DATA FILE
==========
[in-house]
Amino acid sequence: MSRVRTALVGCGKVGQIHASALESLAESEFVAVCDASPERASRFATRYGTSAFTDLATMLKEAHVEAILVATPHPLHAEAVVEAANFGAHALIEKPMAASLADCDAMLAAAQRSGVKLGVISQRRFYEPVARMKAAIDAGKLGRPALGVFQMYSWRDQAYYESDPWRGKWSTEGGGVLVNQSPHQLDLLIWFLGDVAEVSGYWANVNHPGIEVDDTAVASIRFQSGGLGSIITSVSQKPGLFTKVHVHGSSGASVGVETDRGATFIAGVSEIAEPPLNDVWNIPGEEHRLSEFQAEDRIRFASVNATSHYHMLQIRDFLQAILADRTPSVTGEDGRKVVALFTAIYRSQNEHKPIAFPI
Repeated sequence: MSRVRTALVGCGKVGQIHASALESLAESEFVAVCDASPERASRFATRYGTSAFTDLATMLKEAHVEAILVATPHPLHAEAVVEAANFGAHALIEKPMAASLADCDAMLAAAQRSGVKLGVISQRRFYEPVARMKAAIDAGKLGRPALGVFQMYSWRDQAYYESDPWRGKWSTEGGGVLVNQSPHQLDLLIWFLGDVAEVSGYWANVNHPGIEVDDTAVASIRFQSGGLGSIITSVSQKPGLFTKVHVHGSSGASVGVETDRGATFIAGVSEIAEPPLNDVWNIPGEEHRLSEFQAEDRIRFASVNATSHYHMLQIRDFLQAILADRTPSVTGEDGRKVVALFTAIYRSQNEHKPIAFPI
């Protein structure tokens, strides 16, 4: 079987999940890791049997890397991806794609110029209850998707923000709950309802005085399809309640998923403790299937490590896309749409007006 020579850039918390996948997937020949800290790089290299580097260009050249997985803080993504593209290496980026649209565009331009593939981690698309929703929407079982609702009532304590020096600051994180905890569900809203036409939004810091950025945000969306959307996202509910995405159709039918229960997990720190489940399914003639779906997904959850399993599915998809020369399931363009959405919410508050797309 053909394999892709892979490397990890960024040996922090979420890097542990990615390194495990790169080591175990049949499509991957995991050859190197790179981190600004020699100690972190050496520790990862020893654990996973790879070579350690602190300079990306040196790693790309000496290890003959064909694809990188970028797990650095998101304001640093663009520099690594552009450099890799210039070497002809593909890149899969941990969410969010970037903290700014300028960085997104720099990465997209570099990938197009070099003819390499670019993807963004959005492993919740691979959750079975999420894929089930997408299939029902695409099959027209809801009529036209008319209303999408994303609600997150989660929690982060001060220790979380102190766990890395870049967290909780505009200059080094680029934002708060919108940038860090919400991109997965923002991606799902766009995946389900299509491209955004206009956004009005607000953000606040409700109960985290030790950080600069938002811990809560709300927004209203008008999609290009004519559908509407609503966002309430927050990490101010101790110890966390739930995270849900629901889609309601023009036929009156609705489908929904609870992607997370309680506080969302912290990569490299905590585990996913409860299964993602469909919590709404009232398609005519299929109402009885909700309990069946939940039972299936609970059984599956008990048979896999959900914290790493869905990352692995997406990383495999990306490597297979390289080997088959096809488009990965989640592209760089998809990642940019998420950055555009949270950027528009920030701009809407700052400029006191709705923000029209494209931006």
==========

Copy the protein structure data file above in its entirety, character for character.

[in-house]
Amino acid sequence: MSRVRTALVGCGKVGQIHASALESLAESEFVAVCDASPERASRFATRYGTSAFTDLATMLKEAHVEAILVATPHPLHAEAVVEAANFGAHALIEKPMAASLADCDAMLAAAQRSGVKLGVISQRRFYEPVARMKAAIDAGKLGRPALGVFQMYSWRDQAYYESDPWRGKWSTEGGGVLVNQSPHQLDLLIWFLGDVAEVSGYWANVNHPGIEVDDTAVASIRFQSGGLGSIITSVSQKPGLFTKVHVHGSSGASVGVETDRGATFIAGVSEIAEPPLNDVWNIPGEEHRLSEFQAEDRIRFASVNATSHYHMLQIRDFLQAILADRTPSVTGEDGRKVVALFTAIYRSQNEHKPIAFPI
Repeated sequence: MSRVRTALVGCGKVGQIHASALESLAESEFVAVCDASPERASRFATRYGTSAFTDLATMLKEAHVEAILVATPHPLHAEAVVEAANFGAHALIEKPMAASLADCDAMLAAAQRSGVKLGVISQRRFYEPVARMKAAIDAGKLGRPALGVFQMYSWRDQAYYESDPWRGKWSTEGGGVLVNQSPHQLDLLIWFLGDVAEVSGYWANVNHPGIEVDDTAVASIRFQSGGLGSIITSVSQKPGLFTKVHVHGSSGASVGVETDRGATFIAGVSEIAEPPLNDVWNIPGEEHRLSEFQAEDRIRFASVNATSHYHMLQIRDFLQAILADRTPSVTGEDGRKVVALFTAIYRSQNEHKPIAFPI
């Protein structure tokens, strides 16, 4: 079987999940890791049997890397991806794609110029209850998707923000709950309802005085399809309640998923403790299937490590896309749409007006 020579850039918390996948997937020949800290790089290299580097260009050249997985803080993504593209290496980026649209565009331009593939981690698309929703929407079982609702009532304590020096600051994180905890569900809203036409939004810091950025945000969306959307996202509910995405159709039918229960997990720190489940399914003639779906997904959850399993599915998809020369399931363009959405919410508050797309 053909394999892709892979490397990890960024040996922090979420890097542990990615390194495990790169080591175990049949499509991957995991050859190197790179981190600004020699100690972190050496520790990862020893654990996973790879070579350690602190300079990306040196790693790309000496290890003959064909694809990188970028797990650095998101304001640093663009520099690594552009450099890799210039070497002809593909890149899969941990969410969010970037903290700014300028960085997104720099990465997209570099990938197009070099003819390499670019993807963004959005492993919740691979959750079975999420894929089930997408299939029902695409099959027209809801009529036209008319209303999408994303609600997150989660929690982060001060220790979380102190766990890395870049967290909780505009200059080094680029934002708060919108940038860090919400991109997965923002991606799902766009995946389900299509491209955004206009956004009005607000953000606040409700109960985290030790950080600069938002811990809560709300927004209203008008999609290009004519559908509407609503966002309430927050990490101010101790110890966390739930995270849900629901889609309601023009036929009156609705489908929904609870992607997370309680506080969302912290990569490299905590585990996913409860299964993602469909919590709404009232398609005519299929109402009885909700309990069946939940039972299936609970059984599956008990048979896999959900914290790493869905990352692995997406990383495999990306490597297979390289080997088959096809488009990965989640592209760089998809990642940019998420950055555009949270950027528009920030701009809407700052400029006191709705923000029209494209931006």